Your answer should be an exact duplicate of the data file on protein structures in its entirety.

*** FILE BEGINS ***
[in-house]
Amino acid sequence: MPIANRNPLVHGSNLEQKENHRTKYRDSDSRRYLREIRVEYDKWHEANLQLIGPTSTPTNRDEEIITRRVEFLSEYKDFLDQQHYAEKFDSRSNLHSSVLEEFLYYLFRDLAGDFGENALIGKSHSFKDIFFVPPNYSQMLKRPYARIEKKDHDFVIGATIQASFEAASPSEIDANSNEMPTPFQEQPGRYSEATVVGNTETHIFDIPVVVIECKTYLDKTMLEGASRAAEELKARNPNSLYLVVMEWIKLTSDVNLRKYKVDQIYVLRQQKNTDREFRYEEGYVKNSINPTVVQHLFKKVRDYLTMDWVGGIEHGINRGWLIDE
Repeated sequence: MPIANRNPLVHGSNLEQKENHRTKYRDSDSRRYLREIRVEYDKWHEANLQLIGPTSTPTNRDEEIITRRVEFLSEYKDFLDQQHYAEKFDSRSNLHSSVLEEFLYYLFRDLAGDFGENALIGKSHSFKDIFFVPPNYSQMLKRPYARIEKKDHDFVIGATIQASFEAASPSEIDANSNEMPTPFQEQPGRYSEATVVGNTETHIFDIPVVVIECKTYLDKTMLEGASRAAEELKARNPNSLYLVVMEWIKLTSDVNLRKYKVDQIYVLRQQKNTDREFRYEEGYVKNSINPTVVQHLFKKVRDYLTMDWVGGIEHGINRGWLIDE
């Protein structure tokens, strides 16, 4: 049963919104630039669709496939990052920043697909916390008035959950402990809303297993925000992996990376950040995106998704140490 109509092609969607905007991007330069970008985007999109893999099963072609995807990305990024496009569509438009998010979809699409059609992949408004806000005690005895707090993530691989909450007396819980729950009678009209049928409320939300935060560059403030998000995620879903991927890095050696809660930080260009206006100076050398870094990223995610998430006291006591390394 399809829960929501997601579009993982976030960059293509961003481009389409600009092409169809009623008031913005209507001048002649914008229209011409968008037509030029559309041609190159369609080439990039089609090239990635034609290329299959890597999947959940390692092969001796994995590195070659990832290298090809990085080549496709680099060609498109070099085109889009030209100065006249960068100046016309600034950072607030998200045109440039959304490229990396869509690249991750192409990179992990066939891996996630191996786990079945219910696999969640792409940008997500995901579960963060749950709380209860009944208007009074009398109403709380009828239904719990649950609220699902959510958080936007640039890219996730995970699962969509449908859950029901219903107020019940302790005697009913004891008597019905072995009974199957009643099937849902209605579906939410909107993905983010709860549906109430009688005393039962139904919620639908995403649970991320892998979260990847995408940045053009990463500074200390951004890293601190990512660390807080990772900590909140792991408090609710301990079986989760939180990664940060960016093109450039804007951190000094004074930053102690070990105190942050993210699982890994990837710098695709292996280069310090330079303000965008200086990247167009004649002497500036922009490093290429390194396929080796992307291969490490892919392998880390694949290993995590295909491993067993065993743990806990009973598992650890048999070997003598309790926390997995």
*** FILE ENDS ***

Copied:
[in-house]
Amino acid sequence: MPIANRNPLVHGSNLEQKENHRTKYRDSDSRRYLREIRVEYDKWHEANLQLIGPTSTPTNRDEEIITRRVEFLSEYKDFLDQQHYAEKFDSRSNLHSSVLEEFLYYLFRDLAGDFGENALIGKSHSFKDIFFVPPNYSQMLKRPYARIEKKDHDFVIGATIQASFEAASPSEIDANSNEMPTPFQEQPGRYSEATVVGNTETHIFDIPVVVIECKTYLDKTMLEGASRAAEELKARNPNSLYLVVMEWIKLTSDVNLRKYKVDQIYVLRQQKNTDREFRYEEGYVKNSINPTVVQHLFKKVRDYLTMDWVGGIEHGINRGWLIDE
Repeated sequence: MPIANRNPLVHGSNLEQKENHRTKYRDSDSRRYLREIRVEYDKWHEANLQLIGPTSTPTNRDEEIITRRVEFLSEYKDFLDQQHYAEKFDSRSNLHSSVLEEFLYYLFRDLAGDFGENALIGKSHSFKDIFFVPPNYSQMLKRPYARIEKKDHDFVIGATIQASFEAASPSEIDANSNEMPTPFQEQPGRYSEATVVGNTETHIFDIPVVVIECKTYLDKTMLEGASRAAEELKARNPNSLYLVVMEWIKLTSDVNLRKYKVDQIYVLRQQKNTDREFRYEEGYVKNSINPTVVQHLFKKVRDYLTMDWVGGIEHGINRGWLIDE
């Protein structure tokens, strides 16, 4: 049963919104630039669709496939990052920043697909916390008035959950402990809303297993925000992996990376950040995106998704140490 109509092609969607905007991007330069970008985007999109893999099963072609995807990305990024496009569509438009998010979809699409059609992949408004806000005690005895707090993530691989909450007396819980729950009678009209049928409320939300935060560059403030998000995620879903991927890095050696809660930080260009206006100076050398870094990223995610998430006291006591390394 399809829960929501997601579009993982976030960059293509961003481009389409600009092409169809009623008031913005209507001048002649914008229209011409968008037509030029559309041609190159369609080439990039089609090239990635034609290329299959890597999947959940390692092969001796994995590195070659990832290298090809990085080549496709680099060609498109070099085109889009030209100065006249960068100046016309600034950072607030998200045109440039959304490229990396869509690249991750192409990179992990066939891996996630191996786990079945219910696999969640792409940008997500995901579960963060749950709380209860009944208007009074009398109403709380009828239904719990649950609220699902959510958080936007640039890219996730995970699962969509449908859950029901219903107020019940302790005697009913004891008597019905072995009974199957009643099937849902209605579906939410909107993905983010709860549906109430009688005393039962139904919620639908995403649970991320892998979260990847995408940045053009990463500074200390951004890293601190990512660390807080990772900590909140792991408090609710301990079986989760939180990664940060960016093109450039804007951190000094004074930053102690070990105190942050993210699982890994990837710098695709292996280069310090330079303000965008200086990247167009004649002497500036922009490093290429390194396929080796992307291969490490892919392998880390694949290993995590295909491993067993065993743990806990009973598992650890048999070997003598309790926390997995």